ZEISS Supreme Prime, The Dawn of Large Format Era, What large format brings to the world

Cinema cameras are entering a major phase of transformation. With the popularization of the 4K standard shoot, the change in sensor size from super 35mm to 35mm full frame, and to even larger sizes, the technology has ripened to illustrate the images as realistic as ever. As a result, we are seeing the introduction of Sony VENICE, RED WEAPON MONSTRO 8K VV, the ARRI ALEXA LF at the beginning of this year, followed by Canon EOS C700 FF this spring.
In response to the flourishing cameras, there are several cinema lens series coming to the market with over 4K resolution and large format capabilities. The Leica THALIA and Cooke 7/i were announced last year, and ARRI Signature Prime came this February. In addition to above lenses, ZEISS now announced their long anticipated Supreme Prime series, and all these new cameras and lenses are starting to restructure the entire motion picture industry.
There are of course many other lens manufacturers including Japanese brands which claim 4K and large format capabilities. However the difference between those lenses and the professional grade rental lenses are, not only the optical performances of individual lenses but also the possibility of getting professional support and maintenance world wide. Especially on international filming projects which crosses multiple regions or countries, it is expected to rent the best condition lenses at all locations, and there are not many lens brands which can provide trustworthy service globally such as ZEISS has to offer, by means of certified lens technicians and service centers covering the globe.
Such level of precision and versatility may not appear on brochure specs, but the reliability and credibility of the products are the signs of a longtime manufacturer of professional equipment which stood the test of time.
ZEISS already offers wide variety of product families such as CP.2, CP.3, CZ.2, and LWZ.3, but this Supreme Prime is their first high end lens series since the start of the high resolution digital cinema era.
In this issue, we take a closer look at the production behind “TSUNAGERU – The Heritage of Iwami Kagura”, a show reel shot in Japan to promote the Supreme Prime lenses.

Director & Cinematographer Akira SAKO J.S.C.
Executive Producer Katsumi YANAGIJIMA J.S.C.
Assistant Producers Shuji NAGATA(nac) / Arato OGURA(Carl Zeiss)
On-Set Colorist Tetsuji YAMASHITA(IMAGICA)

ZEISS Supreme Prime / show reel
“TSUNAGERU – The Heritage of Iwami Kagura -”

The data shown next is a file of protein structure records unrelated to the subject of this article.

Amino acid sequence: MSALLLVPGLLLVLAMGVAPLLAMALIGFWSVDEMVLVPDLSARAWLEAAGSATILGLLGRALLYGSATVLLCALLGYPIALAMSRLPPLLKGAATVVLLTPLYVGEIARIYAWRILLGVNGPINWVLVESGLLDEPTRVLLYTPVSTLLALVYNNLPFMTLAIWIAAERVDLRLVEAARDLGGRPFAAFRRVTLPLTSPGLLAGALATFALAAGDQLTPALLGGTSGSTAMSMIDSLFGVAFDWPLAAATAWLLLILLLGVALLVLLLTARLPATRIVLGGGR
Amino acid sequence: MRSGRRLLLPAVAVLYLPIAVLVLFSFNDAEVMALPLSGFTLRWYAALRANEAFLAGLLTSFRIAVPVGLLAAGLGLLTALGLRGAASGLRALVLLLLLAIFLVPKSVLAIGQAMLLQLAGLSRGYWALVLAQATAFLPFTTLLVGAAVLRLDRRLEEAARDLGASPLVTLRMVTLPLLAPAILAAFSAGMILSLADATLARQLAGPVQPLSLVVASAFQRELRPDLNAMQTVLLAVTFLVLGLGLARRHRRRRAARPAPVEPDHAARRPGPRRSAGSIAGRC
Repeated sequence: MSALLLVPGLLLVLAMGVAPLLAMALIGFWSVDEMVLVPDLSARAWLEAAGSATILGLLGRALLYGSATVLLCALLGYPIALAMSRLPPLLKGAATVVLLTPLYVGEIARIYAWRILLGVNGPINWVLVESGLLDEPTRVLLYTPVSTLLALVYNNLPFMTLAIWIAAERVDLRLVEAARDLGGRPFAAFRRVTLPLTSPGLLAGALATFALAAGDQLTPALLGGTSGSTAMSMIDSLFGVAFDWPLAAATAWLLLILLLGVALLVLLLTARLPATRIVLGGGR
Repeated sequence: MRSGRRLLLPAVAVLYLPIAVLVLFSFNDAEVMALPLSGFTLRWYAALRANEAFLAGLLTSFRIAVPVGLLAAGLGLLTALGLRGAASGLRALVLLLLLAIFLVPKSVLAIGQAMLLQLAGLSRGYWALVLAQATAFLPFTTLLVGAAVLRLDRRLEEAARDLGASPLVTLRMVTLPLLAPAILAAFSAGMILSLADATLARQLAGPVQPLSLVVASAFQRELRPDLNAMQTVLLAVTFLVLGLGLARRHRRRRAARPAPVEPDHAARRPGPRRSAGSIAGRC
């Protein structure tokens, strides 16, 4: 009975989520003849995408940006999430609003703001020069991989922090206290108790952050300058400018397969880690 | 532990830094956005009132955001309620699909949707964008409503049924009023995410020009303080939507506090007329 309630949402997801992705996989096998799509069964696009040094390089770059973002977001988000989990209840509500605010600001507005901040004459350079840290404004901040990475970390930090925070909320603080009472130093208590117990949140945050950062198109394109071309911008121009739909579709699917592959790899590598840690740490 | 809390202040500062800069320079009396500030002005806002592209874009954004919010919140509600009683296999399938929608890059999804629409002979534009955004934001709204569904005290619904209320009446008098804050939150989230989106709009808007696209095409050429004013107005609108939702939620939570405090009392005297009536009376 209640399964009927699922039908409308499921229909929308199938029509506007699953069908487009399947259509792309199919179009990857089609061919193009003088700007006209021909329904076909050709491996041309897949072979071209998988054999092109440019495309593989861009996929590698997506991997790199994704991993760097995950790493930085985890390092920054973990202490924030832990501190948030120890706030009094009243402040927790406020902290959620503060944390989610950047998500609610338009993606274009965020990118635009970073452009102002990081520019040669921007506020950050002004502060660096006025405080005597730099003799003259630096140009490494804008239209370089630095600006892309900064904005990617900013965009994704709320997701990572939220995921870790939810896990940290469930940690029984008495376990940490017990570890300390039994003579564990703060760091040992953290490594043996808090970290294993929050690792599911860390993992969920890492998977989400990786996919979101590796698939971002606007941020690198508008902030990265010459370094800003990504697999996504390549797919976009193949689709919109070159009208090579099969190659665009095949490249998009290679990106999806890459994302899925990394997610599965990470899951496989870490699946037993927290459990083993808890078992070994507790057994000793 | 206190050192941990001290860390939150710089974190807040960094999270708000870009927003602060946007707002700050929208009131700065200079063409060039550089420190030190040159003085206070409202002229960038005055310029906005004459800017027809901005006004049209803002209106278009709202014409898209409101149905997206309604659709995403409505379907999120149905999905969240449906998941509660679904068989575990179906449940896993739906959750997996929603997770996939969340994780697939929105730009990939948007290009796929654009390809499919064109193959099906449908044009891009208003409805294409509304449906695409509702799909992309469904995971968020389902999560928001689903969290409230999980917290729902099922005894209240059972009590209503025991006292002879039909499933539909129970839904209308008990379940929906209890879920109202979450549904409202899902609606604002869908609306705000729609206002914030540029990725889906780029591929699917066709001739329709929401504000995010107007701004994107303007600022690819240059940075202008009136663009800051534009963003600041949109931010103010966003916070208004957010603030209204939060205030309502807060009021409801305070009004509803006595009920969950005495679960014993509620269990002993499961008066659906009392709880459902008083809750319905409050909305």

In Iwami region of Shimane prefecture which is located in western Japan, it is still possible to get glimpse of traditional Japanese scenery, such as seaside, mountains and rice fields. This region is known for its sacred ceremony for the gods characterized by live dance performance and music.While the traditional performance is passed down from generation to generation, the traditional crafts behind the performance are also passed down, such as mask and costume making, also the hand made paper making, which becomes materials of masks and costumes.This film illustrates the soul of Iwami Kagura, and the people’s passion to preserve the art and craft, while also spotlighting the Iwami’s great outdoors scenery and nostalgic townscapes.

The benefit of high resolution and high speed

This project was the first attempt in Japan to pair Sony VENICE camera with ZEISS SP lenses. The camera was loaded with a beta V2.0 firmware (official version to be released in summer), had Dual Base ISO function and equipped with large format sensor which shoots 6K in FF mode. With the high speed of T1.5 on ZEISS Supreme Primes, it enabled the crew to shoot ISO2500 and to choose the T-stop very freely regardless of lighting situation or location, and this camera &lens combination was highly regarded among the film crew on set.

The value which 100 years history of cinema lens manufacturing offers

While ZEISS Supreme Prime lenses boasts the latest eXtended Data technology and interchangeable lens mount and much more features, it is also noteworthy to point they have implemented the flange adjustment shims which is the same size as existing Ultra Prime and Master Prime lenses. This means the certified lens technicians in the world can to work on SP lenses with confidence, seamlessly and efficiently to adjust the FFD just as other ZEISS lenses. This is one of the hidden core value of ZEISS cine lenses.

More choices than ever

As mentioned earlier, the cameras now come in many distinctive characters, such as the ARRI ALEXA LF with outstanding skin tones, the RED WEAPON MONSTRO 8KVV with 8K resolution, and the Sony VENICE with high ISO sensitivity, therefore shooting possibilities has expanded than ever.
On the other hand, the ZEISS Supreme Primes sits between Master Primes and Ultra Primes, but also offer new features such as 35FF coverage with flexible mounting options including LPL, very compact yet high speed, and 13 focal lengths.
This means the users now have new choices, in addition to the existing Cooke 7/i and Leica THALIA lenses, and the camera/lens combination has become one step wider – and we look forward to brand new motion picture experiences that these new options delivers.

ZEISS Supreme Prime Round-Table Discussion

Akira SAKO J.S.C.〈 Director & DP 〉
Tetsuji YAMASHITA〈 Colorist / IMAGICA Corp. 〉
Arato OGURA〈 Carl Zeiss Co., Ltd. (Japan) 〉

For this issue, we spoke with three people who worked on the show reel for the ZEISS Supreme Prime Lens, “TSUNAGERU”. They shared their impressions from the point of view of the camera operator, post-production, and as a maker. We asked them to speak about the aim of this product, the usability of the SP lens, and shooting with a large format camera system.

General impressions on shooting the show reel “Tsunageru”

OGURA: What were your impressions after using our new Supreme Prime (SP) lenses and Sony’s VENICE large format camera for this project?